My twitter feed exploded this morning in response to a new European Commission Campaign called “Science: it’s a girl thing“. Specifically the ‘teaser’ video (below). In summary, the tweeple are not impressed.
My guess is that the video was put together by people who don’t actually know anything about science (open toed shoes in a lab? Tsk!) Or women. So perhaps we should pity them in their ignorance, though presumably they were paid enough that they could have done a little research first. Failure to do so has resulted in what Olivia Solon aptly describes as “the bastard offspring of a Barry M ad and the results of searching for “science” in a stock image library“
I can only speak for myself here, but my journey into science was not tinged with any perceptible gender angle. My father worked with numbers for a living, taught me to read before I started school and drilled the times tables into me far better than my teachers did. My mother was the first in her family to go to university, and studied geology. The fact that my parents let me play with lego rather than foisting Barbie dolls on me may have helped me avoid the pinkified childhood that marketers are ever more keen to push.
But there was never any pressure down any particular career path. I’ve never been steered in any one direction, but nor have I been dissuaded from anything. Nobody’s ever told me that I couldn’t be scientist, or anything else for that matter. Admittedly I’ve never openly proposed career plans that are clearly beyond me – a single term of early Saturday morning athletics training was enough to nip the silent ’100m sprinter’ aspiration in the bud. I think, for me, the liberating notion was that if I had the ability to do something and had the right interest and commitment, that it was possible. Nobody’s ever tried to tell me otherwise
<Cringeworthy boast alert> The fact is that, at school at least, I was good enough all round that I could have pursued any of my GCSE subjects to A level, and a fair number of them to undergraduate studies.</cringeworthy boast alert> So why science and maths? A large part is due to excellent and enthusiastic teachers coming along at the right time. Primary school left me with a loathing for maths, though fortunately the parental foundations meant at least I didn’t get left behind. And my interest in science up to my mid teens was mostly confined to natural history and a bit of astronomy. It wasn’t really until I started GCSEs that I ever considered that STEM might provide me with a career, and that realisation came in part from the encouragement of my teachers.
Though the foundations laid in the classroom are essential, it’s often the extended activities that help a latent interest to be recognised and flourish. We entered the UK Junior Maths Challenge. A science teacher teamed up with the drama department to take us to a science themed play. The same teacher arranged work experience for myself and others via his connections with the Natural History Museum. A conversation with the deputy head about my career interests lead to me spending a week work-shadowing her husband in a clinical genetics lab. Had the ‘I’m a scientist‘ scheme been around in my day, I’m sure I would have found it a similarly engaging.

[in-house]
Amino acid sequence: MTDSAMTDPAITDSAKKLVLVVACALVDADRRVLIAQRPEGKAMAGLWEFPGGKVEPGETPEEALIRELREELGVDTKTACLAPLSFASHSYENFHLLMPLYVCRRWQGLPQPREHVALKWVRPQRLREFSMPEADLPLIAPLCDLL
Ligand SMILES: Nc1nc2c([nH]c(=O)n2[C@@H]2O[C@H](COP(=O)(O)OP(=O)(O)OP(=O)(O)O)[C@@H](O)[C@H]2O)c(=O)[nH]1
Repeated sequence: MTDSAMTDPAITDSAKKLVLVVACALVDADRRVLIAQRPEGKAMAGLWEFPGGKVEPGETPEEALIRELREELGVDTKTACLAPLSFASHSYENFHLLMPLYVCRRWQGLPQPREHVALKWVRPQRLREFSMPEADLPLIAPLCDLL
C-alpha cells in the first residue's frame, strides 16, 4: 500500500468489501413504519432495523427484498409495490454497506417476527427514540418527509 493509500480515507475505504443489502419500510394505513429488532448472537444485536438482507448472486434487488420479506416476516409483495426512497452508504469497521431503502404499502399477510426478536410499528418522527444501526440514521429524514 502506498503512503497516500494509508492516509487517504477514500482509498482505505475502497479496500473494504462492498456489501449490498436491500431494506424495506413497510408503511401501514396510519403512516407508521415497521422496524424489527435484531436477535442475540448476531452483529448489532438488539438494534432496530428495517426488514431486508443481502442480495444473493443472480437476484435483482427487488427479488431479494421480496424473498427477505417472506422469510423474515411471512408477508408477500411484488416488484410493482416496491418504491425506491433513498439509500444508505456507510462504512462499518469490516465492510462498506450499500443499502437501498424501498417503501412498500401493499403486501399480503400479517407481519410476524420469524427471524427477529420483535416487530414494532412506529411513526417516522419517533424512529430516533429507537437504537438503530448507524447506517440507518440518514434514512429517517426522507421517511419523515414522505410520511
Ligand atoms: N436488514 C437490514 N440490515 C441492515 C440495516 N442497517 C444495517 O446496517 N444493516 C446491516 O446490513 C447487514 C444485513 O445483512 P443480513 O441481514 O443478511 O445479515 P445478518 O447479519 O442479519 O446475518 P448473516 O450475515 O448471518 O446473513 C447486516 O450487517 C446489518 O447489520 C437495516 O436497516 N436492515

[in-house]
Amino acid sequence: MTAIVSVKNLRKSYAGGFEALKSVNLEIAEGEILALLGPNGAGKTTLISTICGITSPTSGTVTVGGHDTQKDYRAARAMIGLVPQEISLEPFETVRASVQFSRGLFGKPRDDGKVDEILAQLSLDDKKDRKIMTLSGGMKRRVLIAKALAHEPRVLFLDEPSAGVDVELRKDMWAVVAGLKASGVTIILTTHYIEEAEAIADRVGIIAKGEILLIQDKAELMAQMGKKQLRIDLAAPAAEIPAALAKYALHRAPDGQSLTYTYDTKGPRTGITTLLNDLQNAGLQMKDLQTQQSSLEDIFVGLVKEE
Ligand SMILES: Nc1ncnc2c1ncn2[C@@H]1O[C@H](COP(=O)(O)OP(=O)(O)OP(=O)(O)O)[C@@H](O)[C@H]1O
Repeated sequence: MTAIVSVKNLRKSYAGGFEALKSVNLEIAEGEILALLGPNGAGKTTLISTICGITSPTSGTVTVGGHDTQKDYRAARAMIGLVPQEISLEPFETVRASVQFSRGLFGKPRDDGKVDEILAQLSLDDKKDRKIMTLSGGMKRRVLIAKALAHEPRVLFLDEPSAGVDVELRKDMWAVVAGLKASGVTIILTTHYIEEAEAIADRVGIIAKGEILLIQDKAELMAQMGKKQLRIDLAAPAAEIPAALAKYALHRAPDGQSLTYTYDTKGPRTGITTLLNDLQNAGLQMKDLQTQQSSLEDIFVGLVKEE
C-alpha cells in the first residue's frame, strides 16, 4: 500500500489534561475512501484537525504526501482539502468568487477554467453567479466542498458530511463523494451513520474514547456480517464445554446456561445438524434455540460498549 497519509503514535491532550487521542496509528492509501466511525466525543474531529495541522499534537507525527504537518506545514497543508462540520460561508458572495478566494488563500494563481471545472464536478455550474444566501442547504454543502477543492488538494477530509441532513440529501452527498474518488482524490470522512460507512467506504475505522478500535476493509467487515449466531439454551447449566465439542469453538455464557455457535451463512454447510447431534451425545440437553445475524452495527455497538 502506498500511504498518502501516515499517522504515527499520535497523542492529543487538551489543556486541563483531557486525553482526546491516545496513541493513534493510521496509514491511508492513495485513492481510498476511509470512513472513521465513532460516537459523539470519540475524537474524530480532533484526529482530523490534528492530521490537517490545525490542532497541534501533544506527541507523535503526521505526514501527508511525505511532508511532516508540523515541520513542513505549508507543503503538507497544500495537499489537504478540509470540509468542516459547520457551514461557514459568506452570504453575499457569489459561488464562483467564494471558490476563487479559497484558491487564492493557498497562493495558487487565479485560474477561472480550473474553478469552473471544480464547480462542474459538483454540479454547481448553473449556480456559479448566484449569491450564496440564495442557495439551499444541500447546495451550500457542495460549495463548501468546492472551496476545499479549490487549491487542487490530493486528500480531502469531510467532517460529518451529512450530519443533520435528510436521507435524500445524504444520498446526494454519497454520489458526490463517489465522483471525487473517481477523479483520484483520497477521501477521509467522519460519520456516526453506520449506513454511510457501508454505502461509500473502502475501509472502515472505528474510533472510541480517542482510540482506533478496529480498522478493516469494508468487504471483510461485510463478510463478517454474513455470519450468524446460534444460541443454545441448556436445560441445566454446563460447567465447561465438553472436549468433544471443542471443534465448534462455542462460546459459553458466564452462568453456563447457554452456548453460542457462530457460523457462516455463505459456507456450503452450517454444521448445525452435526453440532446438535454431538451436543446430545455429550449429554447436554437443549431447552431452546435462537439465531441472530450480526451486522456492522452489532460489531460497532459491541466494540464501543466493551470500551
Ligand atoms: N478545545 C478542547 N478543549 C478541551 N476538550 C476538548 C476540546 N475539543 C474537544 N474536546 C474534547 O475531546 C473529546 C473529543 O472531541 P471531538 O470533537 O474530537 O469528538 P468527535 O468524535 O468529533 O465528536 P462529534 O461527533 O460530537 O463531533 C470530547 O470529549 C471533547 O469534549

What these experiences have in common is that none of them seemed to come about specifically because I was a girl. Or in spite of that. The encouragement and opportunities that came my way were because those older and wiser than me recognised I had an aptitude for and interest in science and maths, and were generous enough to nurture that. Nobody tried to appeal to my feminine side to entice me – that would probably have backfired as I didn’t identify as particularly girly (which is not to say I was a tomboy either – femaleness is not dichotomous, nor are all males either butch or camp). The above opportunities were equally accessible to the boys
If we want to encourage young people into science, and cultivate an interest in science in those who don’t want to become scientists (which is also important), I see little benefit in appealing along gender lines, especially ones which are so painfully stereotypical. Instead, highlighting the role of scientific discovery and invention in the everyday can be the hook that gets people in. Those every day things do not have to be portrayed as gendered – do girls not use smartphones? Do boys not need healthcare? To give credit where it’s due, the ‘Science: it’s a girl thing’ campaign does actually recognise that highlighting real world applications, and future areas of need can pique the interest, though unfortunately any of the good aspects of the campaign will be overshadowed by massively misjudged launch.
At the end of the day, science is a people thing. It’s there for anyone who’s interested. The sooner we stop trying to sell it as being one single thing, with one set of appeals, the sooner we make it accessible to all.